Cuomo Calls For Education Tax Credit, Links It to DREAM Act

NEW YORK (Hamodia Staff) —

Gov. Andrew Cuomo on Wednesday in his State of the State address he will include $100 million in funding the Education Investment Tax Credit — an idea long championed by supporters of parochial and private school students — in his $141.6 billion state budget. Earlier in the day the state Senate had passed a different version of EITC and the same bill was introduced in the Assembly.

However, sources who have seen the budget confirmed to Hamodia that the governor plans to link the EITC to the passage of the DREAM Act, legislation that would enable undocumented immigrants to apply for state college tuition assistance.

While some advocates of the Education Tax credit also strongly support the DREAM Act, other, including leading Republicans who have throw their weight behind the Education Tax credit, are vehemently opposed to using taxpayer money to pay for the higher education of illegal immigrants.

“I am very disappointed,” State Senator Simcha Felder, a democrat who caucuses with Republicans and has led the battle for the passage of the Education Tax credit told Hamodia hours after the speech.

“Before the election the governor made a commitment to get the Education Tax credit done. Now he is making it conditional on the passage of the DREAM ACT. A commitment with conditions is not a commitment.

“Tuition-paying parents have suffered long enough, we deserve help without strings attached,” Felder added. “Baruch Hashem, the senate passed the bill and I know Senator Skelos, the Republican Majority Leader is determined to make this happen.”

As reported in our weekly edition, the bill would allow 90 percent of charitable donations for education to be written off as a dollar-for-dollar tax deduction. So, for example, a $500,000 donation to an “Educational Scholarship Organization” set up by an umbrella yeshivah group would reduce the donor’s tax bill by $450,000.

“The Education Investment Tax Credit would give new educational options to parents and help schools and students succeed. This measure will continue to be a priority of our conference during state budget negotiations.” Senate Majority Leader Dean G. Skelos said in statement after the passage of the Senate version of the bill.

Unlike the Governors proposal, which caps the credit at $100 million, the senate version caps it at $150 million for 2016, $225 million for 2017, and $300 million for 2018 and thereafter.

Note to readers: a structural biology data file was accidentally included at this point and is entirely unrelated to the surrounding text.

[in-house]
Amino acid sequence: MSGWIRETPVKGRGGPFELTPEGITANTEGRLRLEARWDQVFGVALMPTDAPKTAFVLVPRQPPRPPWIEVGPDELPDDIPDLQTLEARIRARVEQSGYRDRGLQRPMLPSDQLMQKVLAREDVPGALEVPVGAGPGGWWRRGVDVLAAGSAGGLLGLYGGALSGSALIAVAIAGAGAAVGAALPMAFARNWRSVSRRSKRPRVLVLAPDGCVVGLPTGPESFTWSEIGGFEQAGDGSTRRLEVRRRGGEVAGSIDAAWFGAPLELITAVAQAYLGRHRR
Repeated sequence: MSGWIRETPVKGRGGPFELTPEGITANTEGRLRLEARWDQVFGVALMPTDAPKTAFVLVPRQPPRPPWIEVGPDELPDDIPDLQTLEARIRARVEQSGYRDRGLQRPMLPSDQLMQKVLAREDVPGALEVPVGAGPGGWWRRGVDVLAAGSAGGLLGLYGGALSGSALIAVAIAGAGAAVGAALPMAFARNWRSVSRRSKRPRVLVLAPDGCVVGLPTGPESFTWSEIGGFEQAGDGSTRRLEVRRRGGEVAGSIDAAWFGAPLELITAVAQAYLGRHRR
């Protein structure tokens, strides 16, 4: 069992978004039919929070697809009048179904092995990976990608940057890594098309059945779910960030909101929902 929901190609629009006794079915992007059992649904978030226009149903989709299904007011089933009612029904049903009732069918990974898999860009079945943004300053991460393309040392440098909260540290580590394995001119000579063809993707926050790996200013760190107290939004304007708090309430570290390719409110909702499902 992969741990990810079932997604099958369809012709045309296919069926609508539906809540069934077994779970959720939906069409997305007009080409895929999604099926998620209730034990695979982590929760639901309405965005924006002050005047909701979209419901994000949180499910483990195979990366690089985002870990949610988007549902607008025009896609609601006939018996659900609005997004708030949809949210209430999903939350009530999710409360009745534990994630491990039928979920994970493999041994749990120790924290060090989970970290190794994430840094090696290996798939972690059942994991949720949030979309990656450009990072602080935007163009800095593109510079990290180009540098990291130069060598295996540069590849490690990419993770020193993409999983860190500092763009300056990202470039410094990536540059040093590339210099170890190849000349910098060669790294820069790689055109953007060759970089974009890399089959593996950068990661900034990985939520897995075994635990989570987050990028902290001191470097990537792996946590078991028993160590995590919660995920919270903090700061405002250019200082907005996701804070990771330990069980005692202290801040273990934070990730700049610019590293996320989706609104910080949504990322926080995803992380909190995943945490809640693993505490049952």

Agudath Israel of America also released a statement on EITC.

“There is no doubt that the high cost of tuition is at the top of the list of concerns of virtually every family in our community,” Rabbi Shmuel Lefkowitz, Agudath Israel’s Vice President for Community Affairs. “Our battle to help them has been unrelenting and we are thankfully seeing the fruits of our labor, with Hashem’s help.”

“While we still have to study the details of the Governor’s proposal,” said Rabbi Lefkowitz, “we are deeply grateful that he has seen fit, for the very first time, to publicly promote EITC as a high budgetary priority.”

OU Advocacy-Teach NYS, the non-partisan public policy arm of the Orthodox Union, applauded Governor Andrew Cuomo for his public support of EITC, and the State Senate for passing EITC as a stand-alone bill earlier today.

“The top priority during the 2015 Legislative Session for OU Advocacy-Teach NYS is passing the EITC bill — which could provide an unprecedented amount of funding for New York’s non-public schools — and ensuring that the program benefits the broadest swath of New York’s schoolchildren,” it said in a statement.

Jake Adler, New York director of policy for OU Advocacy-Teach NYS, noted that the OU is grateful to the entire State Senate, particularly Senate Majority Leader Dean Skelos, for their unwavering support of the EITC bill. “With the passage of EITC by the Senate and inclusion in the Governor’s budget proposal, the EITC is closer to passing than ever before,” said Adler.

Assemblyman Dov Hikind (D-Brooklyn) released a statement calling the inclusion of education tax credits in his budget bill a win for New York State and his community in particular.

“For many years, offsetting the high cost of educating our children has remained highest on my list of priorities,” said Hikind. “As far back as 15 years ago, I began sponsoring bills to this effect and fighting hard for them knowing that persistence was the key to this battle. This past November, when Governor Cuomo visited our community, I made it clear that assistance with the exorbitant cost of education was our community’s greatest desire. We made our case loud and clear and the Governor heard us and promised his support.”

Hikind cautioned that Governor Cuomo’s support of education tax credits does not mean the battle is over. “Last legislative session, the New York State Senate, led by my colleagues Senators Simcha Felder and Marty Golden, passed the Education Investment Tax Credit act. Today’s commitment from our Governor is another very important step, but our work is far from done.”

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